The Impact of Energy Costs on Startups

The Impact of Energy Costs on Startups cover

Energy costs have been rising for the better part of a year now with no sense of when they’ll peak. These rising costs strain the budgets of individuals and families, but businesses – especially startups – are struggling with these costs as well.

Why Energy Costs are Higher

There are many contributing factors to rising energy costs. One is the reduction of traditional carbon-based energy production to reduce carbon emissions. This transition will take many years and will see peaks and valleys on the way to predictable use and demand curves using renewables.

The second factor is the rise in demand. As economies bounced back after COVID-19, demand has increased accordingly. This demand in the form of growth has strained energy output, and renewable proliferation hasn’t been able to keep pace with rising demand coupled with reduced traditional production.

A third consideration is disruptions like regional conflicts, trade wars, and other events that stress existing energy supply lines. As these energy inputs are constrained, it causes ripple effects in consumer and business markets for the costs of electricity, fuel, gas, and more.

The Impact of Energy on Business

Some segments of the industrialized world were already bracing for rising costs before the Russia/Ukraine conflict. Some had predicted that geographic locations like Europe would see as high as a 70% increase in energy costs.

The impact of energy as a financial concern has been traditionally viewed through the lens of the business’s products and services and the operation’s size. And how energy costs affect each startup is different.

Many startups in a service-based industry require basic electricity to power computers, servers, and other electronic devices. At the same time, a tech service company may need to provide primary electrical service for an office and fuel for delivery or technician vehicle(s).

The same gap exists in manufacturing startups. Light industrial businesses may require manual assembly and only 120V service for hand tools alongside lights, AC, and heat. But heavier industrial startups must look at higher electricity costs in the form of 230V or 480V equipment, refrigeration, gas-fired processing machines, or steam generation to provide process heat.

Rising costs impact startups more adversely than mature, scaled traditional businesses that have managed energy requirements for decades. The type of energy needed will also play a role in determining the magnitude of the impact.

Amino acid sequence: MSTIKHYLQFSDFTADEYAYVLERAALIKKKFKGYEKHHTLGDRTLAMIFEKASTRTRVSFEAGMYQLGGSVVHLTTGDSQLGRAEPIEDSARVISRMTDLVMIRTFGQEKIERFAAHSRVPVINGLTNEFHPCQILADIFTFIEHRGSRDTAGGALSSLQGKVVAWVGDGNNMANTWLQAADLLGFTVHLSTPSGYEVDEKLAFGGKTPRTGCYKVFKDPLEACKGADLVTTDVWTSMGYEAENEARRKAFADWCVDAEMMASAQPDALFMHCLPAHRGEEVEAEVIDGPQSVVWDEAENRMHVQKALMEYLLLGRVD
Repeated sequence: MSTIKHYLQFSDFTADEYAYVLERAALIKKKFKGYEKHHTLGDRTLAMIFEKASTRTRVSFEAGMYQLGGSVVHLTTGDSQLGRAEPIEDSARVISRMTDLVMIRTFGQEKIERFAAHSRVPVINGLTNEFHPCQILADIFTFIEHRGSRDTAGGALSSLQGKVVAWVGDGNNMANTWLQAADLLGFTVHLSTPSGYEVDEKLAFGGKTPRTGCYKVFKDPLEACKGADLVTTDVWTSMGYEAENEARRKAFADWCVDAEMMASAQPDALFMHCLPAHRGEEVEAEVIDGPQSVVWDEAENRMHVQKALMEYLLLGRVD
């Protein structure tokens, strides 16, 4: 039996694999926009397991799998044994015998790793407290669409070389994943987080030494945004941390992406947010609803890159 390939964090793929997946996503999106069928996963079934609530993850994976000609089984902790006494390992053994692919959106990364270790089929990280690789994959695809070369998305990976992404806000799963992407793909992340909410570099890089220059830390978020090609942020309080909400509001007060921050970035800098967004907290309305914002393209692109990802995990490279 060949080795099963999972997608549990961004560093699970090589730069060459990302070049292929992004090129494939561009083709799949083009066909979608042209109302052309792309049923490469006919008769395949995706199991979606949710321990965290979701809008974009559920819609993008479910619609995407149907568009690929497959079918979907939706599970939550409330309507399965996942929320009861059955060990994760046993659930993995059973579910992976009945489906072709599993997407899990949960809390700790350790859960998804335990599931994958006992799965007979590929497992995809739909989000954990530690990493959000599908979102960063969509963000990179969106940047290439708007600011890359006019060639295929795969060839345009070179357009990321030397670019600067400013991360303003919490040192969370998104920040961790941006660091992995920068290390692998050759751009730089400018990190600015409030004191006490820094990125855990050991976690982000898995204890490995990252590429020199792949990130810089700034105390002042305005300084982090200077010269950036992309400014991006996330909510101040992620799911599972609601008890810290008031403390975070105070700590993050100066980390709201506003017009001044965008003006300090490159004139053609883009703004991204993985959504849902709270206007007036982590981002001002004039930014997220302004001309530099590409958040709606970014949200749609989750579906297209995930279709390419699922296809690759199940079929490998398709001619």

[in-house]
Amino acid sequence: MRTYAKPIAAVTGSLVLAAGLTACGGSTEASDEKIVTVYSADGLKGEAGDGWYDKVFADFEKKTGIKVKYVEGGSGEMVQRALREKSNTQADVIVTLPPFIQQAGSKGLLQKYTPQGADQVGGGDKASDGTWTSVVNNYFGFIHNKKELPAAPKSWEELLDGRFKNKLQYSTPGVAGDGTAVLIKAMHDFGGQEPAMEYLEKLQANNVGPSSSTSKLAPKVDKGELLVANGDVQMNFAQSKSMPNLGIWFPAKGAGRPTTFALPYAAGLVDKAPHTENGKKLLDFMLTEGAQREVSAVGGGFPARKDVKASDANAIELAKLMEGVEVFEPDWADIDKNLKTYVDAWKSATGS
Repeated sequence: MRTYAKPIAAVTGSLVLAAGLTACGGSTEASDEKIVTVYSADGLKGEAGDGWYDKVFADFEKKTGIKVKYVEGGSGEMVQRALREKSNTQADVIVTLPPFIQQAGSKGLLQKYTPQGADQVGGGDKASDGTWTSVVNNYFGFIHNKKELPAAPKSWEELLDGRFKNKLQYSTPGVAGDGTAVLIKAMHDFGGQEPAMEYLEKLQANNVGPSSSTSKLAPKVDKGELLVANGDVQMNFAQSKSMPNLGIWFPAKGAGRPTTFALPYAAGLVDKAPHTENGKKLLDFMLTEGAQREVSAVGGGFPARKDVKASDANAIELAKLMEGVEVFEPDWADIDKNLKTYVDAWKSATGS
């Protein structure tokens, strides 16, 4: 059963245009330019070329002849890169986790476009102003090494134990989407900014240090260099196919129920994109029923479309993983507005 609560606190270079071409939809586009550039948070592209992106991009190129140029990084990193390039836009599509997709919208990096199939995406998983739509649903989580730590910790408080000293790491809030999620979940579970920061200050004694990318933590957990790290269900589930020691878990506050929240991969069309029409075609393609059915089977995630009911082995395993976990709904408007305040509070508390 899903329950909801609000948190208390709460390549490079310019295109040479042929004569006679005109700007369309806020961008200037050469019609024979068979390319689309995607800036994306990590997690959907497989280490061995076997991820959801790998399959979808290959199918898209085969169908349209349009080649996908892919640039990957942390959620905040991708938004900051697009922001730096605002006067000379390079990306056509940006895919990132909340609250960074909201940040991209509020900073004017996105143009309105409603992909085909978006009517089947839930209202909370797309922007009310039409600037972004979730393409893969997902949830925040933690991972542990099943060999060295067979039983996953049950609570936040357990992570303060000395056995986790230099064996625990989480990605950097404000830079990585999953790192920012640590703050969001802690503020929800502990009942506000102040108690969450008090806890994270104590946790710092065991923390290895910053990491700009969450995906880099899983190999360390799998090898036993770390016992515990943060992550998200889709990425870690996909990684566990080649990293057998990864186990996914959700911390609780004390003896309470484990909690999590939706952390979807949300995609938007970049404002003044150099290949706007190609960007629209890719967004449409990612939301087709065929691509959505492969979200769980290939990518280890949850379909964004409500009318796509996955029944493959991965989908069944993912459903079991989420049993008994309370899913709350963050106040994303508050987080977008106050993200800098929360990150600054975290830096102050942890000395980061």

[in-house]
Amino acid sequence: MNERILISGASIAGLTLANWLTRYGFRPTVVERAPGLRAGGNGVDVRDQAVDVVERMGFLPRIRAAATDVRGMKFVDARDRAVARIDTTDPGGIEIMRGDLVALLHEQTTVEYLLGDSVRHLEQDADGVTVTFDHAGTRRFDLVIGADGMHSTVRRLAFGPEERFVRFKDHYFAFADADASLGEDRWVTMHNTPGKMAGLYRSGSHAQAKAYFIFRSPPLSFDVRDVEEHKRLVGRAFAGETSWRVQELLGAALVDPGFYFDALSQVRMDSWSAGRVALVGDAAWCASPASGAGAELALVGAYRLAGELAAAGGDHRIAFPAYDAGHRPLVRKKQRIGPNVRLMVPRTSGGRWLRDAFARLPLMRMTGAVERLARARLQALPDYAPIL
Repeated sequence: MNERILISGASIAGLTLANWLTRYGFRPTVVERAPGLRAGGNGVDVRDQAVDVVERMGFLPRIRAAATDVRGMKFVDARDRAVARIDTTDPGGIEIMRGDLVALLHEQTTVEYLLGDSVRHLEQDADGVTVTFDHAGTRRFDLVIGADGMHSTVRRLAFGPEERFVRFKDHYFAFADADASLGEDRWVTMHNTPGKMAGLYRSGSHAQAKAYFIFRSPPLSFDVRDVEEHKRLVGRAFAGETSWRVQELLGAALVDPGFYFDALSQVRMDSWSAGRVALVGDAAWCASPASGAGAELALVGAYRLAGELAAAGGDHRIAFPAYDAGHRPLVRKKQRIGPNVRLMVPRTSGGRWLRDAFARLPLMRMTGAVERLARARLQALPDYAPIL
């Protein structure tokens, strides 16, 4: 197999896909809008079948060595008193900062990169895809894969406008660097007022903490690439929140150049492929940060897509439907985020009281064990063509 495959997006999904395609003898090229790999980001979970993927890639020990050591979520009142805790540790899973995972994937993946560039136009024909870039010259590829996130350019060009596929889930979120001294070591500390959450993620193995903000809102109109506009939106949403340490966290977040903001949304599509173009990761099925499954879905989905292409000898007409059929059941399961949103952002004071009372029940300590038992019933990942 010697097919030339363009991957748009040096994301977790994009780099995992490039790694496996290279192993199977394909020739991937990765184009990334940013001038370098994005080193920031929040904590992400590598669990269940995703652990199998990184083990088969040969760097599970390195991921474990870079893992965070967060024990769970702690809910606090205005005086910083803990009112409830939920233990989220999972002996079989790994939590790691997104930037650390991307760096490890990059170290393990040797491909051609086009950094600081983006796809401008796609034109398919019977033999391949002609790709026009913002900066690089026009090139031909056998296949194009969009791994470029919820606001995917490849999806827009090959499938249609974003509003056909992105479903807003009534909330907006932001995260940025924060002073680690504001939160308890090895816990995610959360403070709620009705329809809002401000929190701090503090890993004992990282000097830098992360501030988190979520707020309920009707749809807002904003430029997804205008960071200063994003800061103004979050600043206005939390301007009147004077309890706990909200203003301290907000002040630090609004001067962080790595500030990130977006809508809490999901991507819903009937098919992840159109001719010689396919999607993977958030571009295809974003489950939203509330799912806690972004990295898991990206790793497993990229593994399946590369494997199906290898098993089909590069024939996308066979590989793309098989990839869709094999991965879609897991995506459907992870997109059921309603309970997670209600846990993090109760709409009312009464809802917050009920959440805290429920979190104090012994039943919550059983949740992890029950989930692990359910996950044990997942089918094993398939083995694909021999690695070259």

Addressing Rising Energy Costs

Even with prior business experience, the list of line items a founder must consider before starting a business is daunting, and this list includes energy.

Since energy availability and costs have been stable and highly commodified for decades, most tend to accept the status quo or turn the services on without further consideration. Nearly 40% of all businesses have never researched competitive quotes for energy costs.

For some startups, energy costs may be a small percentage of an operating budget, while it’s a significant cost center for others. As these costs rise, all companies should consider what they can do to address their energy costs:

  1. Shop Around – Often, initial services to new businesses will include annual automatic increases. Search out alternatives, as many regions, provinces, and states have multiple provider options.
  2. Location, Location, Location – Energy access, costs, and types are becoming more of a factor in determining the site of a new business. Access to multiple providers, alternative energy sources, and innovative suppliers such as microgrids and smart grids can help determine the optimal location for the lowest energy cost.
  3. Cut Costs with Technology – Entry-level costs for IoT and IIoT are much lower and more cost-effective today. Technology, advanced AI and ML platforms, and smart energy devices within a business can help lower energy usage.
  4. Take Advantage of Available Government Resources – There may be local, provincial, and federal resources available for startups who wish to source renewable energy for part or all of their energy needs. These incentives often take the form of grants, reimbursements, or tax breaks that can offset the higher costs of traditional energy.

Learning to Identify Energy Opportunities

While many startups are formed with the vision of a product or service that will change an industry, founders must also have the skills to understand and manage their startup’s energy needs.

The Henry Bernick Entrepreneurship Centre at Georgian College provides training, networking, leadership, and other valuable resources at the academic and business outreach level. With a vibrant community of entrepreneurs and services, we can help you learn to navigate the changing energy environment for business alongside other skills required to make your venture a success.

Contact us to learn more.

Comments are closed.

Related Posts